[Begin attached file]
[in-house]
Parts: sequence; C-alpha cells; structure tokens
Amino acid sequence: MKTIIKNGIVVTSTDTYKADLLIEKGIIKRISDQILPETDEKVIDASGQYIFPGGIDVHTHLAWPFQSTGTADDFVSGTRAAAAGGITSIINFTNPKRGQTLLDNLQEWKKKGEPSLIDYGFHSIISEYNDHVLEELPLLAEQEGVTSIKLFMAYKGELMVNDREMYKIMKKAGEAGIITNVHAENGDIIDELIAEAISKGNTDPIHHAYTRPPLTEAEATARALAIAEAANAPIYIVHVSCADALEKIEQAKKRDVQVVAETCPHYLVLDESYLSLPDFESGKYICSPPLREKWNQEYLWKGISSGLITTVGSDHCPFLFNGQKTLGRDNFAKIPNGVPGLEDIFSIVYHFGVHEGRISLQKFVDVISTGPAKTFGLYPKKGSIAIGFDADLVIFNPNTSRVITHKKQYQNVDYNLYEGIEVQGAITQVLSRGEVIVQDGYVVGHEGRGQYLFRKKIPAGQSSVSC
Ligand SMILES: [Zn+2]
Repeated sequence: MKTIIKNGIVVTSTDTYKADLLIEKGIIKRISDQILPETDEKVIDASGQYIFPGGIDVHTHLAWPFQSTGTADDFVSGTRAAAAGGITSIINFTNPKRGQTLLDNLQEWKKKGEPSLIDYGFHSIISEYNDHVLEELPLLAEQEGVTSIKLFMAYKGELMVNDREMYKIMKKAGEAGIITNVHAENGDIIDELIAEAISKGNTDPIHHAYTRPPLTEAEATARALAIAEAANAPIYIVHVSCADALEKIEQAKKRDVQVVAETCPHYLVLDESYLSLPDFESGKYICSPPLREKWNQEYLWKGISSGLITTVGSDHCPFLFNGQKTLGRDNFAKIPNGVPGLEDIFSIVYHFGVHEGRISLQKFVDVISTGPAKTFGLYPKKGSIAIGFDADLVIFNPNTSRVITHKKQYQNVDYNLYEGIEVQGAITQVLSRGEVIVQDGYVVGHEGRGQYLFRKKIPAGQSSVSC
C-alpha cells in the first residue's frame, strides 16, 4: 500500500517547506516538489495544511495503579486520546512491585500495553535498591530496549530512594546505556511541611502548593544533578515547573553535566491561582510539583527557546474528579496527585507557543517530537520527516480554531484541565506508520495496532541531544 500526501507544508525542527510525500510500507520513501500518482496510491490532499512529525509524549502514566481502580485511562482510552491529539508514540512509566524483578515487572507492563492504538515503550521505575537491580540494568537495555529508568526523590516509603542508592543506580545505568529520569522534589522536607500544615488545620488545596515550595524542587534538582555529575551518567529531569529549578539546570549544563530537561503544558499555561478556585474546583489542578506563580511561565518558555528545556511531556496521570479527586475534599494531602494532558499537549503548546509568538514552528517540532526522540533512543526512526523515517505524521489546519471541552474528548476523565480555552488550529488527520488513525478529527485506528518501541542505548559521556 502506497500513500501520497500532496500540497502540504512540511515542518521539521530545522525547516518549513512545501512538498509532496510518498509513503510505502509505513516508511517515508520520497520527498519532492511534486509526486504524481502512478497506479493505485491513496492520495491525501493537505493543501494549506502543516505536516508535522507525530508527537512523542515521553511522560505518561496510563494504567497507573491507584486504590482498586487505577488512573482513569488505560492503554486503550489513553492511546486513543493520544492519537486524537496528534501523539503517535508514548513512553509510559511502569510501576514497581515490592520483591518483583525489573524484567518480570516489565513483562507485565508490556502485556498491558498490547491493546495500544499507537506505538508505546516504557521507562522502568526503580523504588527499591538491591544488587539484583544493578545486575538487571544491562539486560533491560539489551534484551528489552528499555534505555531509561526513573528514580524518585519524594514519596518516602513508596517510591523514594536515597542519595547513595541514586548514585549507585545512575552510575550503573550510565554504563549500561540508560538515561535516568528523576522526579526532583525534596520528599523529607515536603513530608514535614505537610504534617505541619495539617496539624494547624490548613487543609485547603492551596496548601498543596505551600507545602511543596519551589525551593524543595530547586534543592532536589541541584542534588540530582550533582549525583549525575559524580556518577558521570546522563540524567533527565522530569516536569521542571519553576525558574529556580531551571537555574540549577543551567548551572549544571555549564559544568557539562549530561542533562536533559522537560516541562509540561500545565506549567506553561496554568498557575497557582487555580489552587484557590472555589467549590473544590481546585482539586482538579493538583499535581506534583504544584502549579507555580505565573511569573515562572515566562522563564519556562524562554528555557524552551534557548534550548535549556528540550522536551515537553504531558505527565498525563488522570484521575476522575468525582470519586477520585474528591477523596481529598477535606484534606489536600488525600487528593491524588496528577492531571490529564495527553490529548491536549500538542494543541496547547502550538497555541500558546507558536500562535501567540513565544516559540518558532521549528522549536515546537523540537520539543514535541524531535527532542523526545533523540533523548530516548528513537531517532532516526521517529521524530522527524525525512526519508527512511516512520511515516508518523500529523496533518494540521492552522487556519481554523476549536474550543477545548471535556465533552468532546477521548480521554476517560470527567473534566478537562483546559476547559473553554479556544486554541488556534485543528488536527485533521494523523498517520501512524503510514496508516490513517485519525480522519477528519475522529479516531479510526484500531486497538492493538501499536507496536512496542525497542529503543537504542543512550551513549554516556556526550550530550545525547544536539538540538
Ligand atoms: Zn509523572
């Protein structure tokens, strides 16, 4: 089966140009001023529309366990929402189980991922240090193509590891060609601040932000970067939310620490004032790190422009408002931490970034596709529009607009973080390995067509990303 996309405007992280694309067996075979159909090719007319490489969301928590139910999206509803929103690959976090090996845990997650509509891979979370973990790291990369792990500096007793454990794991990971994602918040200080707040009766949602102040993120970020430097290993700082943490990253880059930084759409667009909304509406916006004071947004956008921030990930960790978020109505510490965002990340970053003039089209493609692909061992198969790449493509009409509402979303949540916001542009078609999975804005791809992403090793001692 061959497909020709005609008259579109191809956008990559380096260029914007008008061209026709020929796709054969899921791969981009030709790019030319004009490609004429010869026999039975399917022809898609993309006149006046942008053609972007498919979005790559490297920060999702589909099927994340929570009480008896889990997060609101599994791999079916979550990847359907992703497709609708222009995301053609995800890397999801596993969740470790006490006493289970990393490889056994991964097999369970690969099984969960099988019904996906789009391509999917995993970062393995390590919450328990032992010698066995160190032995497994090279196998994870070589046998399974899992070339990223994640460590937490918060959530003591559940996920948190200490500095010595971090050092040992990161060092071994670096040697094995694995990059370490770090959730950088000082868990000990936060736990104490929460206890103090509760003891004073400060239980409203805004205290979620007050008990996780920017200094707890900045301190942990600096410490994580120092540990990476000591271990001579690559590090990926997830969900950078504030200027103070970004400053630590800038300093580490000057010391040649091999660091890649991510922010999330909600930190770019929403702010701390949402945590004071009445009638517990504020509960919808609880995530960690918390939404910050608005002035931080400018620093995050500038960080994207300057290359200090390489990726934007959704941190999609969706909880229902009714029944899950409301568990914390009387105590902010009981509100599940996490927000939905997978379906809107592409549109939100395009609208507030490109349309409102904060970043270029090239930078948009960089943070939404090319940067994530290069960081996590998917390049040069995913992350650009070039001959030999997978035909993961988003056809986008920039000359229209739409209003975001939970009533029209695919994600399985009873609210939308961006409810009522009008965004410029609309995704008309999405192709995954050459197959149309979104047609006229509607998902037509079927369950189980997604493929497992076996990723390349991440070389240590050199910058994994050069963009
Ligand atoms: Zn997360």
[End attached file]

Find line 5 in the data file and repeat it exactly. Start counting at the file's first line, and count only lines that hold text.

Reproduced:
Repeated sequence: MKTIIKNGIVVTSTDTYKADLLIEKGIIKRISDQILPETDEKVIDASGQYIFPGGIDVHTHLAWPFQSTGTADDFVSGTRAAAAGGITSIINFTNPKRGQTLLDNLQEWKKKGEPSLIDYGFHSIISEYNDHVLEELPLLAEQEGVTSIKLFMAYKGELMVNDREMYKIMKKAGEAGIITNVHAENGDIIDELIAEAISKGNTDPIHHAYTRPPLTEAEATARALAIAEAANAPIYIVHVSCADALEKIEQAKKRDVQVVAETCPHYLVLDESYLSLPDFESGKYICSPPLREKWNQEYLWKGISSGLITTVGSDHCPFLFNGQKTLGRDNFAKIPNGVPGLEDIFSIVYHFGVHEGRISLQKFVDVISTGPAKTFGLYPKKGSIAIGFDADLVIFNPNTSRVITHKKQYQNVDYNLYEGIEVQGAITQVLSRGEVIVQDGYVVGHEGRGQYLFRKKIPAGQSSVSC